Romans 12:3
For by the grace given me I say to every one of you: Do not think of yourself more highly than you ought, but think of yourself with sober judgment, according to the measure of faith God has given you.

1 Corinthians 3:5
What then is Apollos? And what is Paul? They are servants through whom you believed, as the Lord has assigned to each his role.

1 Corinthians 4:7
For who makes you so superior? What do you have that you did not receive? And if you did receive it, why do you boast as though you did not?

1 Corinthians 7:7
I wish that all men were as I am. But each man has his own gift from God; one has this gift, another has that.

1 Corinthians 12:4
There are different gifts, but the same Spirit.

1 Corinthians 12:10
to another the working of miracles, to another prophecy, to another distinguishing between spirits, to another speaking in various tongues, and to still another the interpretation of tongues.

1 Corinthians 12:18
But in fact, God has arranged the members of the body, every one of them, according to His design.

1 Peter 4:10
As good stewards of the manifold grace of God, each of you should use whatever gift he has received to serve one another.

2 Peter 1:20
Above all, you must understand that no prophecy of Scripture comes from one's own interpretation.

Treasury of Scripture

Having then gifts differing according to the grace that is given to us, whether prophecy, let us prophesy according to the proportion of faith;

then.

Romans 1:11
For I long to see you, that I may impart unto you some spiritual gift, to the end ye may be established;

1 Corinthians 1:5-7
That in every thing ye are enriched by him, in all utterance, and in all knowledge; …

1 Corinthians 4:6,7
And these things, brethren, I have in a figure transferred to myself and to Apollos for your sakes; that ye might learn in us not to think of men above that which is written, that no one of you be puffed up for one against another…

differing according.

Romans 12:3
For I say, through the grace given unto me, to every man that is among you, not to think of himself more highly than he ought to think; but to think soberly, according as God hath dealt to every man the measure of faith.

whether.

Matthew 23:34
Wherefore, behold, I send unto you prophets, and wise men, and scribes: and some of them ye shall kill and crucify; and some of them shall ye scourge in your synagogues, and persecute them from city to city:

Luke 11:49
Therefore also said the wisdom of God, I will send them prophets and apostles, and some of them they shall slay and persecute:

Acts 2:17
And it shall come to pass in the last days, saith God, I will pour out of my Spirit upon all flesh: and your sons and your daughters shall prophesy, and your young men shall see visions, and your old men shall dream dreams:

according to the proportion.

Romans 12:3
For I say, through the grace given unto me, to every man that is among you, not to think of himself more highly than he ought to think; but to think soberly, according as God hath dealt to every man the measure of faith.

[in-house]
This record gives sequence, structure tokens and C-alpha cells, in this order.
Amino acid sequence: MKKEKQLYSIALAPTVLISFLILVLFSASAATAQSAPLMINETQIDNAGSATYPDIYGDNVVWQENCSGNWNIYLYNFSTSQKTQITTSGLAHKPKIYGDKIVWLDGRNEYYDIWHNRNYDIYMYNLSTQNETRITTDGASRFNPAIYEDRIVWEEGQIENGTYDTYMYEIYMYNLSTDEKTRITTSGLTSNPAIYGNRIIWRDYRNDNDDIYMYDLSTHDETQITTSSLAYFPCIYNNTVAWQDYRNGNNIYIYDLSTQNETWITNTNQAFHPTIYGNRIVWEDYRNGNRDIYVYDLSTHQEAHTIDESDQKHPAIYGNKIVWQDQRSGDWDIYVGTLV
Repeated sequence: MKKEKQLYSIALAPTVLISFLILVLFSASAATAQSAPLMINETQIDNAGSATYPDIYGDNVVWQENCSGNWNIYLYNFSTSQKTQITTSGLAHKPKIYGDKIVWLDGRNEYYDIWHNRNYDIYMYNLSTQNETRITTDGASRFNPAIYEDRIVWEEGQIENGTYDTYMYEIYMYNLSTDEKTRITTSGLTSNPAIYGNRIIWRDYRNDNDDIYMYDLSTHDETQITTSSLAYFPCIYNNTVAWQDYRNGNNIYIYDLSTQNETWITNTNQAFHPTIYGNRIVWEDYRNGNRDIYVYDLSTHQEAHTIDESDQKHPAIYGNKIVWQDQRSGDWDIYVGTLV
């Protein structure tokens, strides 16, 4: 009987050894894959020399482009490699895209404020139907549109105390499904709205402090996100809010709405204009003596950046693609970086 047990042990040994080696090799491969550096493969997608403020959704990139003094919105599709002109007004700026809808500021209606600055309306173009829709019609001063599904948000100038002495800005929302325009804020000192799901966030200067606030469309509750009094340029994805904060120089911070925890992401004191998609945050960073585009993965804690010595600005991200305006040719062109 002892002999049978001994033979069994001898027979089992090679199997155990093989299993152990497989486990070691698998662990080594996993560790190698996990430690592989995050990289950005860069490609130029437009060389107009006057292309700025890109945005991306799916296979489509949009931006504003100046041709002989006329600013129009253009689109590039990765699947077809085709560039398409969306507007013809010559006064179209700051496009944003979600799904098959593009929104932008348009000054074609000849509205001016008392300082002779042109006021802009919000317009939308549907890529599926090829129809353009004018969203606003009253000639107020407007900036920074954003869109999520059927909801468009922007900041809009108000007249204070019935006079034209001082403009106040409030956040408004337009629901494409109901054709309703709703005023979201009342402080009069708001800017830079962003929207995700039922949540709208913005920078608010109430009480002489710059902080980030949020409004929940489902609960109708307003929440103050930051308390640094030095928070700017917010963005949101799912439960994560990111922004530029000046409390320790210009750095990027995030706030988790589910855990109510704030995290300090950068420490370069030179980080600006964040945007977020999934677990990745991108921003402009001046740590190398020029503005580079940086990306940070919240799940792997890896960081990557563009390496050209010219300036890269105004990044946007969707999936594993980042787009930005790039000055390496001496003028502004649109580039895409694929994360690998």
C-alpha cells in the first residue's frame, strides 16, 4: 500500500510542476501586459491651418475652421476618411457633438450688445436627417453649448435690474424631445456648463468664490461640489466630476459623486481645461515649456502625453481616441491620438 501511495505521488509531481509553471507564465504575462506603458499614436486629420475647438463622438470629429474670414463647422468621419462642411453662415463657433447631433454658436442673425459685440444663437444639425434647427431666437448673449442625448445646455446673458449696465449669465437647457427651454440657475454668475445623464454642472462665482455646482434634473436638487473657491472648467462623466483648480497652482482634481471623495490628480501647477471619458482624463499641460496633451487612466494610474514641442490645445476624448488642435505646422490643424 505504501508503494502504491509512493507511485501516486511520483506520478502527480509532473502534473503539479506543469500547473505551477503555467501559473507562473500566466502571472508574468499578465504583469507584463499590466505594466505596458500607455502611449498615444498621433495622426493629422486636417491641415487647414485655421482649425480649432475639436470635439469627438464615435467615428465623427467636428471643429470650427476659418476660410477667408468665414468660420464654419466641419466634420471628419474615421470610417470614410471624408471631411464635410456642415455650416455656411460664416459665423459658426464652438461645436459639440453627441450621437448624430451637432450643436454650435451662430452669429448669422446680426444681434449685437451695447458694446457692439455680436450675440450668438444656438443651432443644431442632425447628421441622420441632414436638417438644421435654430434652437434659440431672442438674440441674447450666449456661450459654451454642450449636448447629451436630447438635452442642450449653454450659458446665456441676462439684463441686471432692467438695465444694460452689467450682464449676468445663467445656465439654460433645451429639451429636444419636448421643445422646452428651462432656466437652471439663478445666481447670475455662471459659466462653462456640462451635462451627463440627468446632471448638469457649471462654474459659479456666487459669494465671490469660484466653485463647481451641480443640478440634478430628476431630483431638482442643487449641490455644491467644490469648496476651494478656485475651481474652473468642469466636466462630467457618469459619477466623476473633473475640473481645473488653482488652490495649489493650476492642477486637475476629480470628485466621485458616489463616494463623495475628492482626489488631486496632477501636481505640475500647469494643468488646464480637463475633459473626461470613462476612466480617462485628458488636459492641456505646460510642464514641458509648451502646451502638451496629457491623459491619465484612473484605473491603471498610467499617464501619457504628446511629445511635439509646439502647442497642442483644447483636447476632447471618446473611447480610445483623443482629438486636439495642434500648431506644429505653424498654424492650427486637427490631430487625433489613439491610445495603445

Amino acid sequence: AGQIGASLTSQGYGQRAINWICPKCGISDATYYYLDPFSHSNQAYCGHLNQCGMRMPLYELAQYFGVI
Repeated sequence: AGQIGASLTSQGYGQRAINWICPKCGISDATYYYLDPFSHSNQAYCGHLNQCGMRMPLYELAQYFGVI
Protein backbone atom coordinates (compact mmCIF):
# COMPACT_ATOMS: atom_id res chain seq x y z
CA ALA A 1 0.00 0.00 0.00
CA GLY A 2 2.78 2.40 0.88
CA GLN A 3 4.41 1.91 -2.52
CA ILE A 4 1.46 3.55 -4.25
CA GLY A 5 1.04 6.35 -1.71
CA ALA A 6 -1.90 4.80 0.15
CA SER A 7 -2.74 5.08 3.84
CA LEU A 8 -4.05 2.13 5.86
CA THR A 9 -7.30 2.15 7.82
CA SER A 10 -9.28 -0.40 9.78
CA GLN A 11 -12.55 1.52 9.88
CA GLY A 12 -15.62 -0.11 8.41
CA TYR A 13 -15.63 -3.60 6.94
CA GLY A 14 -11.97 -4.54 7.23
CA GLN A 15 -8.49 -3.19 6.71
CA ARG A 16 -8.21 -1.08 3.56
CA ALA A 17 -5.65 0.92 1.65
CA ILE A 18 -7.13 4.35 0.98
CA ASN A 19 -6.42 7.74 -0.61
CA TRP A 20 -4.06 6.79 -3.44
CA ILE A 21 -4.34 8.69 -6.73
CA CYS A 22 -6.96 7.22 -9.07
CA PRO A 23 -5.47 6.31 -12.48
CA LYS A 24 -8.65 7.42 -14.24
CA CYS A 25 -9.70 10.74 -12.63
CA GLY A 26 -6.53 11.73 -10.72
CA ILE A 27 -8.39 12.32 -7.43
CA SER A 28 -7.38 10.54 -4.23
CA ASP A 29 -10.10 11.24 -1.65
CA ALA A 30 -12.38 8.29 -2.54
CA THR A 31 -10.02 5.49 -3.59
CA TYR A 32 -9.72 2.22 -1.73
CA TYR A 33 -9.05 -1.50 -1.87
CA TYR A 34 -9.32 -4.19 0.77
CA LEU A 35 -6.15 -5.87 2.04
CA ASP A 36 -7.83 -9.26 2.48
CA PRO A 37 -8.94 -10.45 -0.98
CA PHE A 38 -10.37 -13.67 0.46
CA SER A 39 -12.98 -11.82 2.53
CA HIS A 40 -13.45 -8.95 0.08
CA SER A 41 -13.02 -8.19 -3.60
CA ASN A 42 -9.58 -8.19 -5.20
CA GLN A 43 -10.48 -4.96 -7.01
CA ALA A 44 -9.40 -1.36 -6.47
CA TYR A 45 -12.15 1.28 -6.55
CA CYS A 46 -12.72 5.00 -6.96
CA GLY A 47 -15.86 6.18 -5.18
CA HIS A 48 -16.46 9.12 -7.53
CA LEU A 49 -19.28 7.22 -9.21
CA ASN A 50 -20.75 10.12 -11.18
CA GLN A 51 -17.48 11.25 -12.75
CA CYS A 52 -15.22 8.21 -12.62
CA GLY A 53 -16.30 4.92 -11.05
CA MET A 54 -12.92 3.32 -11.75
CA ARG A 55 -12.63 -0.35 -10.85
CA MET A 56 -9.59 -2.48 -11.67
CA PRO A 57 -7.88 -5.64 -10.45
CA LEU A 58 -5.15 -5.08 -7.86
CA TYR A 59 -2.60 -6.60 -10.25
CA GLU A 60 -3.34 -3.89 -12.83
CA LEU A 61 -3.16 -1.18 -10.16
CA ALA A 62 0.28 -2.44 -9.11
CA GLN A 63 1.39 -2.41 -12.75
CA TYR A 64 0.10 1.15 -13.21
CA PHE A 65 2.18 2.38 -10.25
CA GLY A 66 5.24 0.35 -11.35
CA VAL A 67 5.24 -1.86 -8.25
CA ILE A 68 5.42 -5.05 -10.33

Acts 18:24-28
And a certain Jew named Apollos, born at Alexandria, an eloquent man, and mighty in the scriptures, came to Ephesus…

2 Corinthians 8:12
For if there be first a willing mind, it is accepted according to that a man hath, and not according to that he hath not.







Lexicon
We have
Ἔχοντες (Echontes)
Verb - Present Participle Active - Nominative Masculine Plural
Strong's Greek 2192: To have, hold, possess. Including an alternate form scheo skheh'-o; a primary verb; to hold.

different
διάφορα (diaphora)
Adjective - Accusative Neuter Plural
Strong's Greek 1313: Differing, different; hence: excellent. From diaphero; varying; also surpassing.

gifts
χαρίσματα (charismata)
Noun - Accusative Neuter Plural
Strong's Greek 5486: From charizomai; a gratuity, i.e. Deliverance;, a endowment, i.e. religious qualification, or miraculous faculty.

according to
κατὰ (kata)
Preposition
Strong's Greek 2596: A primary particle; down, in varied relations (genitive, dative or accusative) with which it is joined).

the
τὴν (tēn)
Article - Accusative Feminine Singular
Strong's Greek 3588: The, the definite article. Including the feminine he, and the neuter to in all their inflections; the definite article; the.

grace
χάριν (charin)
Noun - Accusative Feminine Singular
Strong's Greek 5485: From chairo; graciousness, of manner or act.

given
δοθεῖσαν (dotheisan)
Verb - Aorist Participle Passive - Accusative Feminine Singular
Strong's Greek 1325: To offer, give; I put, place. A prolonged form of a primary verb; to give.

us.
ἡμῖν (hēmin)
Personal / Possessive Pronoun - Dative 1st Person Plural
Strong's Greek 1473: I, the first-person pronoun. A primary pronoun of the first person I.

If [one’s gift is]
εἴτε (eite)
Conjunction
Strong's Greek 1535: And if, whether. From ei and te; if too.

prophecy,
προφητείαν (prophēteian)
Noun - Accusative Feminine Singular
Strong's Greek 4394: Prophecy, prophesying; the gift of communicating and enforcing revealed truth. From prophetes; prediction.

[let him use] it
κατὰ (kata)
Preposition
Strong's Greek 2596: A primary particle; down, in varied relations (genitive, dative or accusative) with which it is joined).